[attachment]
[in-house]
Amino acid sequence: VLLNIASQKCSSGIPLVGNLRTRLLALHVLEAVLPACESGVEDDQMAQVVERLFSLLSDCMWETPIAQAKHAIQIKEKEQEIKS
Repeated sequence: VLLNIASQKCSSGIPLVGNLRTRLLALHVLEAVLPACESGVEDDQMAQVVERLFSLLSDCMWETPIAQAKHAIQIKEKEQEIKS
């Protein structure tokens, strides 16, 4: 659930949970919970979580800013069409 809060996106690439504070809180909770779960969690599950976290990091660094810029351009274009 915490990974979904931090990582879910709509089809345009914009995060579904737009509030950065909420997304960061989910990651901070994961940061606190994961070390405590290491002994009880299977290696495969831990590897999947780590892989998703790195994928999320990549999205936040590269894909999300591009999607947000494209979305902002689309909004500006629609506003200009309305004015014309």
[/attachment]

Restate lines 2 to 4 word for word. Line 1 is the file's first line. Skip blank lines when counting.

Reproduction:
Amino acid sequence: VLLNIASQKCSSGIPLVGNLRTRLLALHVLEAVLPACESGVEDDQMAQVVERLFSLLSDCMWETPIAQAKHAIQIKEKEQEIKS
Repeated sequence: VLLNIASQKCSSGIPLVGNLRTRLLALHVLEAVLPACESGVEDDQMAQVVERLFSLLSDCMWETPIAQAKHAIQIKEKEQEIKS
């Protein structure tokens, strides 16, 4: 659930949970919970979580800013069409 809060996106690439504070809180909770779960969690599950976290990091660094810029351009274009 915490990974979904931090990582879910709509089809345009914009995060579904737009509030950065909420997304960061989910990651901070994961940061606190994961070390405590290491002994009880299977290696495969831990590897999947780590892989998703790195994928999320990549999205936040590269894909999300591009999607947000494209979305902002689309909004500006629609506003200009309305004015014309």